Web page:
Monday, April 18, 2011

Anatomy of a Tweet

It's yet another night when I'm tired and uninspired, yet still feel I should write something here. (Fred Pohl writes four or five pages of a novel every single day, and has for fifty years or so -- the least I can do is a crappy little blog post.) So this is something different: the long version of a tweet I made this afternoon when I learned that Jennifer Egan's A Visit from the Goon Squad had just won the Pulitzer Prize.

I tweeted:
So I guess I really do have to read VISIT FROM THE GOON SQUAD now, don't I?
A few years ago, before I was tweeting, that might have been a "real" blog post instead, going something like this:

It feels oddly echoing to be proven right, some of the time. I spend my days trying to get people to buy books, which means thinking about why people want books, how they come across those books, and how to get their useful attention. One thing I find myself telling authors a lot -- because it's a plausible explanation, and because it makes as much sense as anything else -- is that, a lot of the time, a potential buyer has to see a book several times before he [1] decides to buy it.  There are ways to short-circuit that, by making a product as ubiquitous as possible, so that you can get five impressions on one person in as many minutes -- and, in my space, I do recommend authors do things to increase those impressions, like going to and speaking at conferences, sending out useful messages to their professional contacts, and using social media effectively -- but that usually means that it happens over a longer period of time.

Consequently, a reader who picks up a new book -- new to that reader, I mean: completely new, and not the latest book by someone she's already reading -- generally won't remember that first impression, or even the second or third. I don't remember the first time I heard about Goon Squad, but it was probably last summer, around the time it was published. Maybe I read a review, maybe people I follow on Twitter talked about it, maybe a dozen maybes. But I didn't know Jennifer Egan, so the book -- a contemporary "mainstream" novel, as far as I can tell, primarily about two people in the music business but extending out through people they know -- got slotted into the "could be interesting, if you have time" category. (And there's never time for a book I don't have; there isn't time for 90% of the books I have on hand -- just from across the room, I can see The Corrections and Tigana and Up in the Old Hotel and Patriots and Liberators, all of which I've had for years and haven't come anywhere near next-book-to-read status.)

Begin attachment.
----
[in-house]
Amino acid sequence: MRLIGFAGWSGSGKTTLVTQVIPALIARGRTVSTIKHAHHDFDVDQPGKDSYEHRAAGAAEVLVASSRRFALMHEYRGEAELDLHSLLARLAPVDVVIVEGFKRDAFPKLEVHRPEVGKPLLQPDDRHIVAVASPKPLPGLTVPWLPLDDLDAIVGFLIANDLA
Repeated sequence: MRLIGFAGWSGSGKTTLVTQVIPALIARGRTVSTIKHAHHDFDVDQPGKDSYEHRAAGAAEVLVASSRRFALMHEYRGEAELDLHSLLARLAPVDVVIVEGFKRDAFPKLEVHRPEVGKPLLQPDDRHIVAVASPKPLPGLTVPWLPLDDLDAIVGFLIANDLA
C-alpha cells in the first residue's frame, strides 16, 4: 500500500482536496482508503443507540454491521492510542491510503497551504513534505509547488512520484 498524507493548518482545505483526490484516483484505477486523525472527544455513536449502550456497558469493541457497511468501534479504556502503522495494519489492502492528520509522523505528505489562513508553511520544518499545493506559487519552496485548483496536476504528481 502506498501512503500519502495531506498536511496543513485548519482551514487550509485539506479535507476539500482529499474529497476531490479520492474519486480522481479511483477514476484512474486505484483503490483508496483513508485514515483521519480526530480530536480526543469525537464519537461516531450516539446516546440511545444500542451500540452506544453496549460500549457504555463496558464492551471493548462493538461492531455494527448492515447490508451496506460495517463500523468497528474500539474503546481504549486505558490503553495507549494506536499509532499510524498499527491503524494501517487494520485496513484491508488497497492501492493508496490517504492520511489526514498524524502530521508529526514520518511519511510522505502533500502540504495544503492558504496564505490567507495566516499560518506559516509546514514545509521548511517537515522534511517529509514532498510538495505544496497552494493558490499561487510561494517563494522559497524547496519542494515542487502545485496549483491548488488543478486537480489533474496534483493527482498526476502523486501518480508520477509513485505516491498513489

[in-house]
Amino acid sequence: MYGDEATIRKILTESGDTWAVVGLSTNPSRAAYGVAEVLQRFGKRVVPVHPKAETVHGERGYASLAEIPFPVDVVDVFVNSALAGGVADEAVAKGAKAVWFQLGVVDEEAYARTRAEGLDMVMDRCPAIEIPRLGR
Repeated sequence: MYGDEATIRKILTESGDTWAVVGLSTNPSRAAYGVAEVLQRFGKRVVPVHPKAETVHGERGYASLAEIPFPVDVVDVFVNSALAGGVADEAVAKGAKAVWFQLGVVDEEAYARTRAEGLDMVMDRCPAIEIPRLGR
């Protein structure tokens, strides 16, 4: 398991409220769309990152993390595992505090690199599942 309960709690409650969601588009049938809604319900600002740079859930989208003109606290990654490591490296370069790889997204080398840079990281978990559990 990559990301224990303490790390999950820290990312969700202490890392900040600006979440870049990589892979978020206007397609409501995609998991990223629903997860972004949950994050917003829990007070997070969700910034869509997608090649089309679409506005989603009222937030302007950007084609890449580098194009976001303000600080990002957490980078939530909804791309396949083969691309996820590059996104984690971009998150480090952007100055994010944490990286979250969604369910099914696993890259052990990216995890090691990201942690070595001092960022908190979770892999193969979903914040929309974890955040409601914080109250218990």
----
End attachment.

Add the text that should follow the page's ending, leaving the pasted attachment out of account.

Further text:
The same for the next few times I heard about it -- it sounded like a good novel, it sounded like fun, it sounded like the kind of thing I'd really like. But I've already got at least a thousand novels that I suspect I'll really like, from He Knew He Was Right to Mr. American to Silverlock, and I haven't managed to read them. So Goon Squad stayed in the back of my head, which kept wondering if the title was an Elvis Costello reference. (I hope it is.)

And then today it won the Pulitzer Prize. And that was the pebble, I suppose, that finally got that avalanche moving. I checked the library website from work, found that my local had it, and picked it up on the way home. It'll be the next thing I read, as soon as I finish Fuzzy Nation.

As a reader, I hope it's worth it. As a book marketer, I wonder how many other people like me had a similar reaction today, and how many copies of Goon Squad are popping off library and bookstore shelves today. (It's #4 on Amazon's Movers & Shakers right this moment, so that's probably "a lot.") And I wish I could figure out ways to make similar things happen to the books I'm responsible for -- that, as always, is the rub.

[1] I usually do say "he" here, since I'm mostly talking about books for CPAs and CFOs and other still-pretty-male-dominated financial jobs that start with "c".

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